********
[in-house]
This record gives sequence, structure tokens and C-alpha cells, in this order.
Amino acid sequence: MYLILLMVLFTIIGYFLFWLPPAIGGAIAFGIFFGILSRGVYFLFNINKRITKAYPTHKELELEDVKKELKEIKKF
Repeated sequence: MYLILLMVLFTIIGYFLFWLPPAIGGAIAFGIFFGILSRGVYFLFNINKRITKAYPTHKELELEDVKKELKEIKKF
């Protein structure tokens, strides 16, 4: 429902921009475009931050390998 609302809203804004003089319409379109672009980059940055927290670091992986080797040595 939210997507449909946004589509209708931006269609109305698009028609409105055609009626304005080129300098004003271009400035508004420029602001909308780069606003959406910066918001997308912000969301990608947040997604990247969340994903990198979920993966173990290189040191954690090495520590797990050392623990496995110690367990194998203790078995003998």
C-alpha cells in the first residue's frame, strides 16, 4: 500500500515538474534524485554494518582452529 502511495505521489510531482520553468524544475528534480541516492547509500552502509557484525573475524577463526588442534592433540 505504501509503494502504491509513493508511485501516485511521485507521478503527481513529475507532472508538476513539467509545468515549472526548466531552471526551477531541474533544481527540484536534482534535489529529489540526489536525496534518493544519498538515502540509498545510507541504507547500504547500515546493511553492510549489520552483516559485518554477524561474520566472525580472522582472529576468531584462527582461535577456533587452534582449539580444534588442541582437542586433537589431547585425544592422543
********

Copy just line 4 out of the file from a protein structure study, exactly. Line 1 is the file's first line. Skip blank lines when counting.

Repeated sequence: MYLILLMVLFTIIGYFLFWLPPAIGGAIAFGIFFGILSRGVYFLFNINKRITKAYPTHKELELEDVKKELKEIKKF